Japan’s Exports Tumble 41%


Japan’s exports fell at a faster pace in May, extending the nation’s deepest trade slump since World War II.

Shipments abroad dropped 40.9 percent from a year earlier, more than April’s 39.1 percent decline, the Finance Ministry said today in Tokyo. From a month earlier, exports fell 0.3 percent, the first deterioration since February.

Imports slid 42.4 percent from a year earlier, and the trade surplus narrowed 12.1 percent to 299.8 billion yen ($3.1 billion), the ministry said.

Bank of Japan Governor Masaaki Shirakawa said this month that, although the recession probably bottomed last quarter, he is cautious” about the prospects for a sustained recovery.

Analysts surveyed by Bloomberg predict growth will resume in the current quarter after the economy shrank a record annualized 14.2 percent in the previous period. Growth will peak at 2 percent in the third quarter and grind to a halt in 2010, analysts said.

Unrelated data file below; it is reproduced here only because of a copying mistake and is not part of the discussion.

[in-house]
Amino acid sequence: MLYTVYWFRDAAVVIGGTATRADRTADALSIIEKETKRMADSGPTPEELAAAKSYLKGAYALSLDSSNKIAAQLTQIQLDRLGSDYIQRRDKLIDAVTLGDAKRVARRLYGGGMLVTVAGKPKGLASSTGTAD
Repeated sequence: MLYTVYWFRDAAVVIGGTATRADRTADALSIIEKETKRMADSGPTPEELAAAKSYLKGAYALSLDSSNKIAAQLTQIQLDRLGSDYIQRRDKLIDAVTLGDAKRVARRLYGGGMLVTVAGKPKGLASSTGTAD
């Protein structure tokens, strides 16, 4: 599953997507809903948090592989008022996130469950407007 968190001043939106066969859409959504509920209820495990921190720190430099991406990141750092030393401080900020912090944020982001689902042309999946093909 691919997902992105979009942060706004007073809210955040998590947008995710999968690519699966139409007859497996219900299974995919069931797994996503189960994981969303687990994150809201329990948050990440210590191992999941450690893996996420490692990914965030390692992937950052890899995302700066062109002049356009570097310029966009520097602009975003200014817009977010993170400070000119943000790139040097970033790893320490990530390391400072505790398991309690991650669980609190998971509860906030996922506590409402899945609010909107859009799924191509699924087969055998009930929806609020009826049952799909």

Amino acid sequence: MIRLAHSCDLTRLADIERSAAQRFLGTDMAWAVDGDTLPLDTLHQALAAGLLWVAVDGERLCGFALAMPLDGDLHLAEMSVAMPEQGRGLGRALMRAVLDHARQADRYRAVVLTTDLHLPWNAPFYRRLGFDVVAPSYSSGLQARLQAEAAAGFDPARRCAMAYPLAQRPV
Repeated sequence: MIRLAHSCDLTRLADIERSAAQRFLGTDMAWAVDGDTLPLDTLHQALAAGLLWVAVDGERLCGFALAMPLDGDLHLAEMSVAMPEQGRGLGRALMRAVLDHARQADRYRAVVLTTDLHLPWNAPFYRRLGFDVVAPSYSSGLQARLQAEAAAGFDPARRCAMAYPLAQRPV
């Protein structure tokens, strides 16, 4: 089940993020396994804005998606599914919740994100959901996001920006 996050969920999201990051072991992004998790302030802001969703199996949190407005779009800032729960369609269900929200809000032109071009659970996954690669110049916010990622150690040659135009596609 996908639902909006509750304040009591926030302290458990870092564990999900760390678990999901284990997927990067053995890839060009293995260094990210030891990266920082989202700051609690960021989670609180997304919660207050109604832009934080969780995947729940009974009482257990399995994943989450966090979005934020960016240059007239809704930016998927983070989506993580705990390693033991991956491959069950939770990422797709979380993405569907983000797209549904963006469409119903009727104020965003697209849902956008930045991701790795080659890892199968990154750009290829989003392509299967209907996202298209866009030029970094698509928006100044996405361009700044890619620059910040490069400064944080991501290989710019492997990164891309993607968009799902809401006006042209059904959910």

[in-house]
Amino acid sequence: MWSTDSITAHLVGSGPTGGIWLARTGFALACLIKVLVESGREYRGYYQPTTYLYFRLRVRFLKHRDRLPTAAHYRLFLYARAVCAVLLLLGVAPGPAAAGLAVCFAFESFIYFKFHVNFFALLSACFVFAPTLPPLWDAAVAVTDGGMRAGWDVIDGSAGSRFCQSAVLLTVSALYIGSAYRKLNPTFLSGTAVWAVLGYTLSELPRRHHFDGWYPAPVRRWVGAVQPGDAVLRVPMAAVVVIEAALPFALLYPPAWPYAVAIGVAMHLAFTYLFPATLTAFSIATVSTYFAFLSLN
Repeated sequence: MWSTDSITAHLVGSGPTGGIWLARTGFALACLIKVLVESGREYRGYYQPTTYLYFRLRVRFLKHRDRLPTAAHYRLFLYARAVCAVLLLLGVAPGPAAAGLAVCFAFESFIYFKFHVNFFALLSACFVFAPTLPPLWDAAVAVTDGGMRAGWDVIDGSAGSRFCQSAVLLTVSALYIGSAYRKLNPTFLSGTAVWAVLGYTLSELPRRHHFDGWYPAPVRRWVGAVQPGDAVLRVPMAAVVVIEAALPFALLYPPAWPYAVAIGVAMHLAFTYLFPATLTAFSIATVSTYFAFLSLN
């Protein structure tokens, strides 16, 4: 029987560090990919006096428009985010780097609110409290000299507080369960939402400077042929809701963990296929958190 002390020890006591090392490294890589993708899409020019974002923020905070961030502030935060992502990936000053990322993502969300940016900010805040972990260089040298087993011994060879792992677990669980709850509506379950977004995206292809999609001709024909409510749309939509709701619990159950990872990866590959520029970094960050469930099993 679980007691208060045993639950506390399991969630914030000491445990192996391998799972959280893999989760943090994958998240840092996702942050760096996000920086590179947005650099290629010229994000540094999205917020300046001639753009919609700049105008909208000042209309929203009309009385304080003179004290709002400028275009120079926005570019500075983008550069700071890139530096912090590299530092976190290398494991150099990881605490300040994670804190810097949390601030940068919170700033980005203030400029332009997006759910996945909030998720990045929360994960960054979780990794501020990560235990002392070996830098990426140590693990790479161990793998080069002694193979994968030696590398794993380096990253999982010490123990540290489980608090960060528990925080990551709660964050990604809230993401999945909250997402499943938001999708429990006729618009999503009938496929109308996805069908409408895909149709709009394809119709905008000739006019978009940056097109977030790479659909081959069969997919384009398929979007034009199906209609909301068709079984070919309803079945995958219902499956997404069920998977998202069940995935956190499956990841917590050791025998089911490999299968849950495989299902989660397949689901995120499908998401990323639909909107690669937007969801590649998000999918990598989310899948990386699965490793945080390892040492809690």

The World Bank this week downgraded its forecast for global growth, saying the world economy will shrink 2.9 percent this year, worse than the 1.7 contraction predicted in March. Fewer capital inflows and less direct investment will mean increasingly grave prospects” for developing nations, the lender said.

Toyota Motor Corp. said yesterday the outlook for car sales in the U.S. remains uncertain. The U.S. economy, Japan’s biggest export market, is forecast to shrink at an annualized 2 percent rate in the current quarter and grow only 0.5 percent in the next three months.

Nor has China’s recovery been enough to revive earnings for Japan’s exporters. Hitachi Construction said this month that sales in China haven’t improved as much as the company had anticipated. The world market for digging equipment will contract by more than a third in the first half of the business year and rebound by only 6 percent in the second half, according to company President Michijiro Kikawa.


Tradingeconomics.com, Bloomberg
6/23/2009 9:38:51 PM